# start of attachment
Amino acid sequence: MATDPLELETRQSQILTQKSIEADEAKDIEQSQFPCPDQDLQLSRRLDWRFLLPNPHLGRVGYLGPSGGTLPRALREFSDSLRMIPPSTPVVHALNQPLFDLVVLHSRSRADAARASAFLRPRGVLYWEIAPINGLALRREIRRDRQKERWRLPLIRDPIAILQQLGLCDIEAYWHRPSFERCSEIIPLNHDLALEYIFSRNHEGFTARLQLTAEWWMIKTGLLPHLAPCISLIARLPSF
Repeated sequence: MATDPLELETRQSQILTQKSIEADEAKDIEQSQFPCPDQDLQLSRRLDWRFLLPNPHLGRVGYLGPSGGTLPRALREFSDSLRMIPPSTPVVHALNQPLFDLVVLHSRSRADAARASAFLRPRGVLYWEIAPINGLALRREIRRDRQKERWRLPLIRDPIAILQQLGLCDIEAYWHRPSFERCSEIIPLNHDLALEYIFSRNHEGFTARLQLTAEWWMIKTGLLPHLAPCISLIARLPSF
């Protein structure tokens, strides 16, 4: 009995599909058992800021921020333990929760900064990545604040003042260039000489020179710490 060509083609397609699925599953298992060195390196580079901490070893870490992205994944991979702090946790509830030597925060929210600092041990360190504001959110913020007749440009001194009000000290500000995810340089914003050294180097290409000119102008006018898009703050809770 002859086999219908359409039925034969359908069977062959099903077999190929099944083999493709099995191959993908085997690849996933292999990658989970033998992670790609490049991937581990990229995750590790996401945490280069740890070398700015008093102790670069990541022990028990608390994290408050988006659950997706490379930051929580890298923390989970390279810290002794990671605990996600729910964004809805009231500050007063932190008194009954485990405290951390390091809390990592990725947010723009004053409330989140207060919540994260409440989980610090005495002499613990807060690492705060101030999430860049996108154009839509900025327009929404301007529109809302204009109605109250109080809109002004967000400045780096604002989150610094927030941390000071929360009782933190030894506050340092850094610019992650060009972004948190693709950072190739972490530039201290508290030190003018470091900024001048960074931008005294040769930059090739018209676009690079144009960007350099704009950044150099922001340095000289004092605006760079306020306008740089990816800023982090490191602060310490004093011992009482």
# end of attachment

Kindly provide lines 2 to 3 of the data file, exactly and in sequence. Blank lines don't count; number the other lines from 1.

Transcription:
Repeated sequence: MATDPLELETRQSQILTQKSIEADEAKDIEQSQFPCPDQDLQLSRRLDWRFLLPNPHLGRVGYLGPSGGTLPRALREFSDSLRMIPPSTPVVHALNQPLFDLVVLHSRSRADAARASAFLRPRGVLYWEIAPINGLALRREIRRDRQKERWRLPLIRDPIAILQQLGLCDIEAYWHRPSFERCSEIIPLNHDLALEYIFSRNHEGFTARLQLTAEWWMIKTGLLPHLAPCISLIARLPSF
């Protein structure tokens, strides 16, 4: 009995599909058992800021921020333990929760900064990545604040003042260039000489020179710490 060509083609397609699925599953298992060195390196580079901490070893870490992205994944991979702090946790509830030597925060929210600092041990360190504001959110913020007749440009001194009000000290500000995810340089914003050294180097290409000119102008006018898009703050809770 002859086999219908359409039925034969359908069977062959099903077999190929099944083999493709099995191959993908085997690849996933292999990658989970033998992670790609490049991937581990990229995750590790996401945490280069740890070398700015008093102790670069990541022990028990608390994290408050988006659950997706490379930051929580890298923390989970390279810290002794990671605990996600729910964004809805009231500050007063932190008194009954485990405290951390390091809390990592990725947010723009004053409330989140207060919540994260409440989980610090005495002499613990807060690492705060101030999430860049996108154009839509900025327009929404301007529109809302204009109605109250109080809109002004967000400045780096604002989150610094927030941390000071929360009782933190030894506050340092850094610019992650060009972004948190693709950072190739972490530039201290508290030190003018470091900024001048960074931008005294040769930059090739018209676009690079144009960007350099704009950044150099922001340095000289004092605006760079306020306008740089990816800023982090490191602060310490004093011992009482």